Mystery Women: Sisters in Crime's Michigan chapter debuts in Ann Arbor


Sisters in Crime

At the 1986 "Women in the Mystery" conference, Sara Paretsky, author of the wildly successful V.I. Warshawski series, spoke out about the rising tide of misogyny in mystery books. Almost immediately, she began receiving messages from women all over the country, sharing their stories of ill-treatment. A year later at the Edgar Awards, female mystery writers formed Sisters in Crime.

The organization's mission states that it is committed to helping women who “write, review, buy, or sell crime fiction" and the "ultimate goal is to … address issues of concern to everyone involved in the mystery field.” In the 30 years since its inception, Sisters in Crime (SinC) has encouraged and supported women in the genre, but it has not had a chapter in Michigan -- until now.

A year ago, mystery writer Jan Rydzon was at a conference and met members of the national SinC group. “When I found out there was no group in Michigan, I asked how I could start one,” she says. After receiving information, Rydzon talked to friends who were mystery writers and the local chapter was born. “Sara got that first group together so women could have a support system and now we will continue that tradition here in Michigan.” Currently, Rydzon serves as president, Bobbi Blake as vice-president, Mary Dean as secretary, and Theresa Falzone as treasurer.

The kickoff for the Michigan chapter of Sisters in Crime will be Saturday, July 29, at 2:30 pm at the Ann Arbor Comedy Showcase, across from Aunt Agatha’s bookstore on Fourth Avenue. In addition to providing general information to prospective writers and members, there will be a "Bad Guys/Bad Gals" panel discussion about villains in mysteries. Rydzon says, “We’ll have four people on the panel: Judge Terrence P. Bronson, retired U.S. Marshall Louis Stock, author Sarah Zettel, and Pinkerton Vice President Jason Porter. A moderator will ask questions. … There will also be time for questions from participants.”

A highlight of the meeting will be presenting Sisters in Crime’s “We Love Bookstores” award to Aunt Agatha’s. Every month, the national SinC group awards $500 to a bookstore for use in marketing, promotions, or book signing events. “Aunt Agatha’s won in May and we will give them the award on behalf of the national,” Rydzon says.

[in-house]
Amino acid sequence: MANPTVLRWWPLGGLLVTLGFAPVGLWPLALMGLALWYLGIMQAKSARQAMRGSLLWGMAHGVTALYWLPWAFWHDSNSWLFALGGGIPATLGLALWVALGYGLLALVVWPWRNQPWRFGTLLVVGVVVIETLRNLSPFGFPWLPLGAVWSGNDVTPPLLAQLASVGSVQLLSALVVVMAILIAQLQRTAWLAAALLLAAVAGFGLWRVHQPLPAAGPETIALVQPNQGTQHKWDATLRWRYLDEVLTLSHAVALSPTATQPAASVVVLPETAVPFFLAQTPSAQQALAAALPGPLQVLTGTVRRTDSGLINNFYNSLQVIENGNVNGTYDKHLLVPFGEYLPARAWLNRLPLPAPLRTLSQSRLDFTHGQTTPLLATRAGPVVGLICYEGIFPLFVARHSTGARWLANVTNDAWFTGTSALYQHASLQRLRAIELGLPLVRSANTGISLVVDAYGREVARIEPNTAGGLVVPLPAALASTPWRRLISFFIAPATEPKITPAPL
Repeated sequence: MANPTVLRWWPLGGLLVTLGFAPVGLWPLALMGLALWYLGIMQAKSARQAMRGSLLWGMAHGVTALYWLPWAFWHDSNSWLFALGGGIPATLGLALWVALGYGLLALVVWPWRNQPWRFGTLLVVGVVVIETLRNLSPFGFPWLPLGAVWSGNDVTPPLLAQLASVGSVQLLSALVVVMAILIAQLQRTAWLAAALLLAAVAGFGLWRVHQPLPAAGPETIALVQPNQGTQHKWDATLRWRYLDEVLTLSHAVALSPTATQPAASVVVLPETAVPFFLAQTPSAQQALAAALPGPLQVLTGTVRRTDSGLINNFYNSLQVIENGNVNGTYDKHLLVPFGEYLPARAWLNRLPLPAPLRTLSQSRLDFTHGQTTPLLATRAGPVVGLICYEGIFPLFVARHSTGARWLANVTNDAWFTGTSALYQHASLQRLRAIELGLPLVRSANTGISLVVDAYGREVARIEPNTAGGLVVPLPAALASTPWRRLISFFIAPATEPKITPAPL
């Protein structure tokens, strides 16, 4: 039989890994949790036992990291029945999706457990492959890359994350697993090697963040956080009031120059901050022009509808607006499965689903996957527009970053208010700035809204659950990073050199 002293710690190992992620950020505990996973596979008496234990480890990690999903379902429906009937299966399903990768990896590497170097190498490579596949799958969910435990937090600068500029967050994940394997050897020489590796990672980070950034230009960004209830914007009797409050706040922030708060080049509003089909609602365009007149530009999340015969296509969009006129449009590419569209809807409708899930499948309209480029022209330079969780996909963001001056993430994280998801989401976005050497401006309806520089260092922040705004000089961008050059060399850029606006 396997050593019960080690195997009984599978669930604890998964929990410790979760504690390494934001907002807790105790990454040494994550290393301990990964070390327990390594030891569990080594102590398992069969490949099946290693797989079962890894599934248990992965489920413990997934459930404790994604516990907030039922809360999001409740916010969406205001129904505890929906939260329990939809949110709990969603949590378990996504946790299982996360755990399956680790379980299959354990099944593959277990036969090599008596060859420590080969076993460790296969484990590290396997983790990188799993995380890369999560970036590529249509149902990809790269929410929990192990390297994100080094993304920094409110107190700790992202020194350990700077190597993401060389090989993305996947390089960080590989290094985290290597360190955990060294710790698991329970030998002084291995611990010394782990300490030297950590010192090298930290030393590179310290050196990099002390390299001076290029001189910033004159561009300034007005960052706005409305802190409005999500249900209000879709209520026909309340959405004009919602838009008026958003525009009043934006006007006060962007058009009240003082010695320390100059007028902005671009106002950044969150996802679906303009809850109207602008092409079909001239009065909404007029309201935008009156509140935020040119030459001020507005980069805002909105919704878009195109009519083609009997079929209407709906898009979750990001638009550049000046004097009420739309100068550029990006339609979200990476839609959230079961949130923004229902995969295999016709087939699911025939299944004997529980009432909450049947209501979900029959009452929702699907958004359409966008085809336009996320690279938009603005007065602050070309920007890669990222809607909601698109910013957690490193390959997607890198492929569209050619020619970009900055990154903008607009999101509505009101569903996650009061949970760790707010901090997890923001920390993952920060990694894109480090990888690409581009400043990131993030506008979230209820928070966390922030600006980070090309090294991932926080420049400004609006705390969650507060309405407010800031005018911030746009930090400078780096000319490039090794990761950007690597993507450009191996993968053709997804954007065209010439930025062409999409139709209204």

Ideas for future events are plentiful, too. Rydzon says the group is looking at doing a “write-in, where we will all stay in the same place and work. ... We are hoping this will take place in Traverse City.” Since more than a few characters in mysteries find themselves behind bars, SinC also plans to organize behind-the-scenes tours of local jails or state prisons. “We’d also like to tour the FBI building in Detroit and visit a police K9 unit,” Rydzon says. A possible bigger adventure will be joining a group that does search and recoveries in Lake St. Clair.

Rydzon hopes to have many educational events, too, including talks on how to use social media as an author. And, of course, future events will also focus on the writing process and all it entails. “There will be meetings where writers can bring a page or two of her work in progress to share with the group, allowing for focused feedback and critique,” Rydzon says. "We want to bring in people at all levels.”


Patti F. Smith is a special education teacher and writer who lives in Ann Arbor with her husband and cat.


Michigan's chapter of Sisters in Crime will have its debut event on Saturday, July 29, at 2:30 pm at the Ann Arbor Comedy Showcase, 212 S. Fourth Ave. For more information, visit michigansinc.org. You can RSVP for the gathering at Eventbrite.